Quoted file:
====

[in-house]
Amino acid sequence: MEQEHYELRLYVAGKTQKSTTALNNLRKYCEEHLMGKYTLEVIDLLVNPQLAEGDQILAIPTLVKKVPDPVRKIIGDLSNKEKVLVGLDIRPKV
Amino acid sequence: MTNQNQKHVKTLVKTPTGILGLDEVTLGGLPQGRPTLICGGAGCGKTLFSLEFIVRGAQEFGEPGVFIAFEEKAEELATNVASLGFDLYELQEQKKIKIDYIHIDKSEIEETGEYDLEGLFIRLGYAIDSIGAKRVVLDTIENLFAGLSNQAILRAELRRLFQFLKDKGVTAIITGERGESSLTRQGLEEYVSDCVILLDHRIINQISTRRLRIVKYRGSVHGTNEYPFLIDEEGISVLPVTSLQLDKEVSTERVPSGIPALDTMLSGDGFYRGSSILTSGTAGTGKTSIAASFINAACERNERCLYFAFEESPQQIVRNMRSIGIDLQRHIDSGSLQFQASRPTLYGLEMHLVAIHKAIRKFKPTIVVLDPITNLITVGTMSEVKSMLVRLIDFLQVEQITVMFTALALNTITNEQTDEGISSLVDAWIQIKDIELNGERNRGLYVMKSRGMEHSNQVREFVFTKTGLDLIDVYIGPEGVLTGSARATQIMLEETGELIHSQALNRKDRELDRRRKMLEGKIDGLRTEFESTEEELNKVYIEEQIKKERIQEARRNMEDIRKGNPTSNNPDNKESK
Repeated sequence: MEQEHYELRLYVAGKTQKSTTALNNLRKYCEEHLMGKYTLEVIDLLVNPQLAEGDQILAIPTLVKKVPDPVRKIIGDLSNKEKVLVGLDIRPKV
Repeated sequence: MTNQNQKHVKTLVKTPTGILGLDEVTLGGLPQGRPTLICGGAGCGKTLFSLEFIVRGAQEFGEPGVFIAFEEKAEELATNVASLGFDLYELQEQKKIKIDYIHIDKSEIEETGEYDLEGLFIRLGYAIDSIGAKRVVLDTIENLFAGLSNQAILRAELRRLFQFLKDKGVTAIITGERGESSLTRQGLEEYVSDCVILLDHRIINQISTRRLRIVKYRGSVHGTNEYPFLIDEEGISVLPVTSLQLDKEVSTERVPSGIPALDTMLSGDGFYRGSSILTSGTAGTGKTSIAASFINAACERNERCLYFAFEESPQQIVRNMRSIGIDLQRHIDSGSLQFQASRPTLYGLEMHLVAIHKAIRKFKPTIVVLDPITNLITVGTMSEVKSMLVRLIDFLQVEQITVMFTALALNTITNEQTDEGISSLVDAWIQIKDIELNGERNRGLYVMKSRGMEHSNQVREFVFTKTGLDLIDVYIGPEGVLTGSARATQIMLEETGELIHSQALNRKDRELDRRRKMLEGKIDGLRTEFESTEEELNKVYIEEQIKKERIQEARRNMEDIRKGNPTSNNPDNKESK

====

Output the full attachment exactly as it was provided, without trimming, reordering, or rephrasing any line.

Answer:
[in-house]
Amino acid sequence: MEQEHYELRLYVAGKTQKSTTALNNLRKYCEEHLMGKYTLEVIDLLVNPQLAEGDQILAIPTLVKKVPDPVRKIIGDLSNKEKVLVGLDIRPKV
Amino acid sequence: MTNQNQKHVKTLVKTPTGILGLDEVTLGGLPQGRPTLICGGAGCGKTLFSLEFIVRGAQEFGEPGVFIAFEEKAEELATNVASLGFDLYELQEQKKIKIDYIHIDKSEIEETGEYDLEGLFIRLGYAIDSIGAKRVVLDTIENLFAGLSNQAILRAELRRLFQFLKDKGVTAIITGERGESSLTRQGLEEYVSDCVILLDHRIINQISTRRLRIVKYRGSVHGTNEYPFLIDEEGISVLPVTSLQLDKEVSTERVPSGIPALDTMLSGDGFYRGSSILTSGTAGTGKTSIAASFINAACERNERCLYFAFEESPQQIVRNMRSIGIDLQRHIDSGSLQFQASRPTLYGLEMHLVAIHKAIRKFKPTIVVLDPITNLITVGTMSEVKSMLVRLIDFLQVEQITVMFTALALNTITNEQTDEGISSLVDAWIQIKDIELNGERNRGLYVMKSRGMEHSNQVREFVFTKTGLDLIDVYIGPEGVLTGSARATQIMLEETGELIHSQALNRKDRELDRRRKMLEGKIDGLRTEFESTEEELNKVYIEEQIKKERIQEARRNMEDIRKGNPTSNNPDNKESK
Repeated sequence: MEQEHYELRLYVAGKTQKSTTALNNLRKYCEEHLMGKYTLEVIDLLVNPQLAEGDQILAIPTLVKKVPDPVRKIIGDLSNKEKVLVGLDIRPKV
Repeated sequence: MTNQNQKHVKTLVKTPTGILGLDEVTLGGLPQGRPTLICGGAGCGKTLFSLEFIVRGAQEFGEPGVFIAFEEKAEELATNVASLGFDLYELQEQKKIKIDYIHIDKSEIEETGEYDLEGLFIRLGYAIDSIGAKRVVLDTIENLFAGLSNQAILRAELRRLFQFLKDKGVTAIITGERGESSLTRQGLEEYVSDCVILLDHRIINQISTRRLRIVKYRGSVHGTNEYPFLIDEEGISVLPVTSLQLDKEVSTERVPSGIPALDTMLSGDGFYRGSSILTSGTAGTGKTSIAASFINAACERNERCLYFAFEESPQQIVRNMRSIGIDLQRHIDSGSLQFQASRPTLYGLEMHLVAIHKAIRKFKPTIVVLDPITNLITVGTMSEVKSMLVRLIDFLQVEQITVMFTALALNTITNEQTDEGISSLVDAWIQIKDIELNGERNRGLYVMKSRGMEHSNQVREFVFTKTGLDLIDVYIGPEGVLTGSARATQIMLEETGELIHSQALNRKDRELDRRRKMLEGKIDGLRTEFESTEEELNKVYIEEQIKKERIQEARRNMEDIRKGNPTSNNPDNKESK